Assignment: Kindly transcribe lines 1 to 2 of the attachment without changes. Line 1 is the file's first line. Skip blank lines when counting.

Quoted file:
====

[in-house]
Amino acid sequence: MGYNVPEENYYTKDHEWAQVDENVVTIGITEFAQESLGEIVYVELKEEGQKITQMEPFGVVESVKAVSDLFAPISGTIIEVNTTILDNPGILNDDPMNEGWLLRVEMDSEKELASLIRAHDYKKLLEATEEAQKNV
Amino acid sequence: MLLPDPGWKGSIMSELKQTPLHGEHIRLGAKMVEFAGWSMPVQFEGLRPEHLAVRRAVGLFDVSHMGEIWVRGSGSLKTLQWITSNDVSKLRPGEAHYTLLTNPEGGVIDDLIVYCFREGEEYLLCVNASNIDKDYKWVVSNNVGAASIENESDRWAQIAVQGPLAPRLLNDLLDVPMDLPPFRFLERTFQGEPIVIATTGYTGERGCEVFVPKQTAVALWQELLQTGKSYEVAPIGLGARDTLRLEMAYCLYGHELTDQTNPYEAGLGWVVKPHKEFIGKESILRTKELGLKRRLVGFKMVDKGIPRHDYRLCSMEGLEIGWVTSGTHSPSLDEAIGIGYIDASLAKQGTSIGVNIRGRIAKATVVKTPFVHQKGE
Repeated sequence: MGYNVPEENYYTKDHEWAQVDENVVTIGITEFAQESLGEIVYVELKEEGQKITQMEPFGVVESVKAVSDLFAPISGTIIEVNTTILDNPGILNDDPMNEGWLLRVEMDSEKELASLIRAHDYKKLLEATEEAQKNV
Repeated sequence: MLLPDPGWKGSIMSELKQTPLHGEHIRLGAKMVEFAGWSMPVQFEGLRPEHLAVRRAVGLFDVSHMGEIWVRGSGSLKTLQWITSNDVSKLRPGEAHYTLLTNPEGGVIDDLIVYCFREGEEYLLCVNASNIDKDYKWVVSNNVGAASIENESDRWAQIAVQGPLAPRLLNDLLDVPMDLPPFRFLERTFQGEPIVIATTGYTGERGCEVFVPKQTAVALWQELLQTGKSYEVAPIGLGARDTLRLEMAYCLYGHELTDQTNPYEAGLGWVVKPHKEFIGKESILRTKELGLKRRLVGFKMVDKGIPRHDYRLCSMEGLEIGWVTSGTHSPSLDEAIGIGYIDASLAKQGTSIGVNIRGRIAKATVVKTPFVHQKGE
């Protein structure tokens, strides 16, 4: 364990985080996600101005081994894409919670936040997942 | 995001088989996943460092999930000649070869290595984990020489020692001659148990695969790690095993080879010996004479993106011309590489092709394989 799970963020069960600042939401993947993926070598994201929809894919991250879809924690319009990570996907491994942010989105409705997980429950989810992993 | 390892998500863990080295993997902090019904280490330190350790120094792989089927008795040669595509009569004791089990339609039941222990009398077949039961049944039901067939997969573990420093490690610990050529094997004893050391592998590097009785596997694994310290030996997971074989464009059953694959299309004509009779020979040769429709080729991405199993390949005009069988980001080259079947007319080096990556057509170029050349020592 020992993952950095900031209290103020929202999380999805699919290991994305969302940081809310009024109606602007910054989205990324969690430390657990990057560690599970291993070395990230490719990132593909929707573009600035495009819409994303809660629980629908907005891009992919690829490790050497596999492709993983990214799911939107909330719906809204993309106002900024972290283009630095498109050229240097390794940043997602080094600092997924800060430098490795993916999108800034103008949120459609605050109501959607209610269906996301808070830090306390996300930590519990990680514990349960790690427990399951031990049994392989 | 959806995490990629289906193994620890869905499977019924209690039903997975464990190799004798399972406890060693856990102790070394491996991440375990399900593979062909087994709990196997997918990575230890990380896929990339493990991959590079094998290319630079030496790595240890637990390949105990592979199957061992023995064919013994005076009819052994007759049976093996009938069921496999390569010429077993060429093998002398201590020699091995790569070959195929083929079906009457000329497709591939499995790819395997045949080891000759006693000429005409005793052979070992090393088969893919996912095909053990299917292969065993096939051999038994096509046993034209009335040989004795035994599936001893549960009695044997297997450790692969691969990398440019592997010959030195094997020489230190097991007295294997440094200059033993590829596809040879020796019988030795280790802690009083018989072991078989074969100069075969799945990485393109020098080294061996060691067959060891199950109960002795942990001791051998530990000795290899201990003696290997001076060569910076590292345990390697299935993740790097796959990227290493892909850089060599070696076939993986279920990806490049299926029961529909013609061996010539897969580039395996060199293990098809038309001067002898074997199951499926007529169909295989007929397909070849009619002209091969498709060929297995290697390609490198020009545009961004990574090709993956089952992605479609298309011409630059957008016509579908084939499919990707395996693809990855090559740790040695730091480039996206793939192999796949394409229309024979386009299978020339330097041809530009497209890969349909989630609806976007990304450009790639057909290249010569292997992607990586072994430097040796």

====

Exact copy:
[in-house]
Amino acid sequence: MGYNVPEENYYTKDHEWAQVDENVVTIGITEFAQESLGEIVYVELKEEGQKITQMEPFGVVESVKAVSDLFAPISGTIIEVNTTILDNPGILNDDPMNEGWLLRVEMDSEKELASLIRAHDYKKLLEATEEAQKNV